April's Gratitude

Another month of daily acknowledgments for that which I am grateful and while I continue to enjoy the practice, it raises questions about such a practice and how I go about it.  

What about those things I am regularly thankful for? 
I could easily spend each day's gratefuls on some clearly identified items (my cats, books, wife, family, friends, work, health, running, access, etc) that come up almost instantly when I think of what I'm thankful for.  In this way, this practice reminds me of prayer--particularly as seen on TV wherein the child is saying, "And God bless mommy, and daddy, and Jimmy, and my dog, and my teacher, and Bobby from down the street...."  Do I avoid the frequency of these or just come up with more items on top of them? I generally set myself to a minimum of three grateful acknowledgments per day, in part because I want this to be a contained practice--not something I slide into doing for hours on end (because there are indeed millions of things to be grateful for).

Do I try to acknowledge as many things as I can identify as being thankful for or just those things that are salient at the moment?  
I wonder about this because there are many days when several things come to mind but I already acknowledged them in the past few days already.  If I acknowledge only that which is salient, it seems like I'm likely to then keep coming back to those which I mostly quickly recall and that is likely to be those that I most frequently acknowledge.  It seems a bit cyclical and reductive.  Each morning, my wife, my cats, and my health come to mind instantly, but I'm adverse to just listing those each day as I feel like it doesn't do the project justice.  

Wordcloud for grateful April
How much attention should I give to new or different things to be grateful for?
I like the idea of finding different things to be grateful for that I don't often take the time to notice or acknowledge.  I've often said that many of us live lives of great joy wherein in millions of things go right that we never really acknowledge, so there should be ample things to be thankful for.  But what happens if I come up short on some mornings.  Am I grasping at something that is not there because my morning brain isn't fully functioning yet or because I'm having trouble to have a larger view of my life?  

What about grateful nots?  
No, that's not a means of tying things but I wonder about negative grateful things.  That is, I'm grateful for something not to have happened.  If I write, "I am grateful for this computer not electrocuting me" does that count?  I suppose I could flip it (and I often try to do so), turning it into: "I'm grateful this computer is functioning."  

What about when being grateful coincides with privilege?
On some level, being grateful is acknowledging privileges that adorn my life and realizing that many may not be available to others.  Having a supporting, respectful, and caring partner is a privilege at the end of the day and is the result of personal choices and systematic factors.  Having a job that I love also had to do with the privileges afforded me of growing up in a middle-class two-parent home in a predominantly white part of the country.  These things are not entirely of my own making--though it is easy to fall prey to that thinking .However, being privileged-aware while also trying to be grateful is tricky waters to navigate.  With each grateful statement, I recognize there are a variety of systematic privileges that contribute to the object of gratitude.  And therefore, being thankful for things that are the result of systematic privileges feels problematic.  For instance, should I be thankful that I've been pulled over once in the last decade if, HYPOTHETICALLY, there are many examples of me not necessarily obeying speed laws or full stops?  While it's something to be grateful for, it is something that reflects a systematic privilege of being a white middle-class male as opposed to nonwhite middle-class men who are disproportionately pulled over while driving.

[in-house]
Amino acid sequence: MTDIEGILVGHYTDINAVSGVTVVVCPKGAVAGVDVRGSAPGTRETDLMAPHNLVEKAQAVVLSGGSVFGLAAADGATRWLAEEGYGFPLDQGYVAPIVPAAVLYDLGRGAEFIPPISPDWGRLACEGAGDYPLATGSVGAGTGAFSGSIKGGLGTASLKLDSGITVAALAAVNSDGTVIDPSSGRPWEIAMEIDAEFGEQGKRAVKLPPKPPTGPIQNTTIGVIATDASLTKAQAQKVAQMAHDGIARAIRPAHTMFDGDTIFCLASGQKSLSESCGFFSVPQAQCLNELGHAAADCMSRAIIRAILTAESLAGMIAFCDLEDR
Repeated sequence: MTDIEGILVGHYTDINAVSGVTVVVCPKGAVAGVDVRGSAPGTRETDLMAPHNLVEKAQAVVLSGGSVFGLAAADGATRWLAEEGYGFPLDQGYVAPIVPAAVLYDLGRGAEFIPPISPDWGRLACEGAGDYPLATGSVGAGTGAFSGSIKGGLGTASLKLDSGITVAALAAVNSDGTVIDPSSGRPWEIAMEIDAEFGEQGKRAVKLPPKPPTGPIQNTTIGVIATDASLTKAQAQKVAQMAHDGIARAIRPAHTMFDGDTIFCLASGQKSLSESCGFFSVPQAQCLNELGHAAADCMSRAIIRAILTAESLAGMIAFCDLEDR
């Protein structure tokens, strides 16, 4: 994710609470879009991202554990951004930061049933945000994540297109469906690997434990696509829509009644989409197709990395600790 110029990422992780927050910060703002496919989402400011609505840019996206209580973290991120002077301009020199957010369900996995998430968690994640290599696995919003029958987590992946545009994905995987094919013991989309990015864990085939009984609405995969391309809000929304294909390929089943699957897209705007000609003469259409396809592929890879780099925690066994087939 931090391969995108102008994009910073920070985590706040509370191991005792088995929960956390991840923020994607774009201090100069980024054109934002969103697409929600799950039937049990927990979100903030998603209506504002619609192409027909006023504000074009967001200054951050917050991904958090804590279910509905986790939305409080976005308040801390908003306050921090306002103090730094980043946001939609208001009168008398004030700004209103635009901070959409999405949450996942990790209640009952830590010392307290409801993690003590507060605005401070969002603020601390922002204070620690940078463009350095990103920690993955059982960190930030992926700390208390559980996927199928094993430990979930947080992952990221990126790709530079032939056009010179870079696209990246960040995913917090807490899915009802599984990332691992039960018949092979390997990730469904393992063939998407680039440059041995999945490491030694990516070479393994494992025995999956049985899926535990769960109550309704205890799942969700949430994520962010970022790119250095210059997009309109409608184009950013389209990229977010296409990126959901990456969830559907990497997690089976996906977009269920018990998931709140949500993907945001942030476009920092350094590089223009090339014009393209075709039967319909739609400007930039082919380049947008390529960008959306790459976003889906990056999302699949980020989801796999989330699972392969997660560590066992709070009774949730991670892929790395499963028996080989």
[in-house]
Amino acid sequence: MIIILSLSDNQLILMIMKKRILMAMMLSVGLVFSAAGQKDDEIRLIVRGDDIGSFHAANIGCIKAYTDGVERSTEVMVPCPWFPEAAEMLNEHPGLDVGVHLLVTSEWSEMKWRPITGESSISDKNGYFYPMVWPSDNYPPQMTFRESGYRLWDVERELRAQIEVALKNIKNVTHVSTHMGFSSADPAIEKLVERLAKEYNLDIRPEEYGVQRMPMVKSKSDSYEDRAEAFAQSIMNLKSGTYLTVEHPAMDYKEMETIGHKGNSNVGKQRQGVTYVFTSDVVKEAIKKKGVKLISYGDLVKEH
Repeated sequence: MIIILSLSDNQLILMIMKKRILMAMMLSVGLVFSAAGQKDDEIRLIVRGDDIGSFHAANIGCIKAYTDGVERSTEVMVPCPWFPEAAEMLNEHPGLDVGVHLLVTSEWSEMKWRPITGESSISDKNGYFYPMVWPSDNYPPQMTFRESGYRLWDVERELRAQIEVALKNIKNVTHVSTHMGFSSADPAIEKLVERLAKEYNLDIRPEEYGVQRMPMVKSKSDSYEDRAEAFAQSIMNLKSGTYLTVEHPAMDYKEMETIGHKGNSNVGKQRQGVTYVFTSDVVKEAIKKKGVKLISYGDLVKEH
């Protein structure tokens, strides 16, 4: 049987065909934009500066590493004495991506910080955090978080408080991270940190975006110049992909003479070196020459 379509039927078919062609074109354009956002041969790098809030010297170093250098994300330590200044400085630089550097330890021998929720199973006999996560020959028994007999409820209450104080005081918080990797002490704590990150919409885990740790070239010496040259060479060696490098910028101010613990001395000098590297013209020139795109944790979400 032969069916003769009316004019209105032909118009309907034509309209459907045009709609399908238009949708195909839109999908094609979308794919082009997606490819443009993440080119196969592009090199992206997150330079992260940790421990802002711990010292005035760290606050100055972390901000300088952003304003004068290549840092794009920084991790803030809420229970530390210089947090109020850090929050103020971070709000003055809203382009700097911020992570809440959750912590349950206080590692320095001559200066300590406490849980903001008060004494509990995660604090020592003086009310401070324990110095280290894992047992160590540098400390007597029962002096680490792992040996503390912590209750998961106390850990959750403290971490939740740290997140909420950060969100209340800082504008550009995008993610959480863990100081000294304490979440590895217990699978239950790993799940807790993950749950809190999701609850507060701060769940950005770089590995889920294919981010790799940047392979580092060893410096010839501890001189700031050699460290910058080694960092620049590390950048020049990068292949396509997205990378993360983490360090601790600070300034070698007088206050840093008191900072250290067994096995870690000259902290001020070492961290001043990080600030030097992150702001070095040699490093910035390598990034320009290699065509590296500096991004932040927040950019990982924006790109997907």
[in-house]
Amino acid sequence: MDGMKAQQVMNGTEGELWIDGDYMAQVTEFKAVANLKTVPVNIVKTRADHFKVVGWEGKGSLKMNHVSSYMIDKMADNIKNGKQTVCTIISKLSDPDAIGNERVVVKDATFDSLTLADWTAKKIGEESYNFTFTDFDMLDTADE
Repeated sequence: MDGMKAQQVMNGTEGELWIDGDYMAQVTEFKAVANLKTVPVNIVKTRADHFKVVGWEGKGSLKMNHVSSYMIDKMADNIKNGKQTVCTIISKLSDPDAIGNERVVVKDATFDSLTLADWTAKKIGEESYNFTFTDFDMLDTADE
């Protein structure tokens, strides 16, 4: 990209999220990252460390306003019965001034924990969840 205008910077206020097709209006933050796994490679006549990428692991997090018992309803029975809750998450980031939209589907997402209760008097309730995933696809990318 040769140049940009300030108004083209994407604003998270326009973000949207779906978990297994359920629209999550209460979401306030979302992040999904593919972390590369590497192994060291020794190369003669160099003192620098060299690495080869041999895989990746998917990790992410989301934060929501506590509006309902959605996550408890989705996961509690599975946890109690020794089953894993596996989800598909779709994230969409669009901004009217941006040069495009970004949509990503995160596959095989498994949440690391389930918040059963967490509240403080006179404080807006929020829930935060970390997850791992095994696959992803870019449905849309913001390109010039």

Does being grateful also mean obligation?
By acknowledging my gratitude for something, does it then create an obligation in some way?  If I am thankful for my cats, does it mean to make sure to give them more attention that day?  I believe the answer is yes.  If this is something I take the time to personally recognize, then it seems to follow that I need to more publicly acknowledge it.  However, the previous conversation on privilege draws me into considering then what do I do about those things I am grateful for that are tied to systematic privilege.  Ok, the answer seems obvious: do something.  

Sometimes, it is equally obvious what to do but when it comes to addressing systematic privilege, not so much.  I try to keep it in focus and think about the ways in which it informs how I move through the world, keeping it in check as best I can.  But I also recognize how the system itself pushes me to ignore it, to forget it, to say that no, I am solely a product of my own abilities.  So maybe in that regard, acknowledging privilege continues to remind me that it exists and that I need to check it regularly.  However, I hope that ideas and ways of addressing it beyond my own internal struggle will eventually emerge too.  

These are not necessarily questions that I expect readers to answer for me per se.  Rather, these are the questions that arise from this practice.  I believe they are good questions to ponder and help me think more critically about what I am doing and may even raise some interesting food for thought for my readers to consider.  

Previous notes:

What about you?  What kind of questions or thoughts go through your head as you consider being thankful in your life?  

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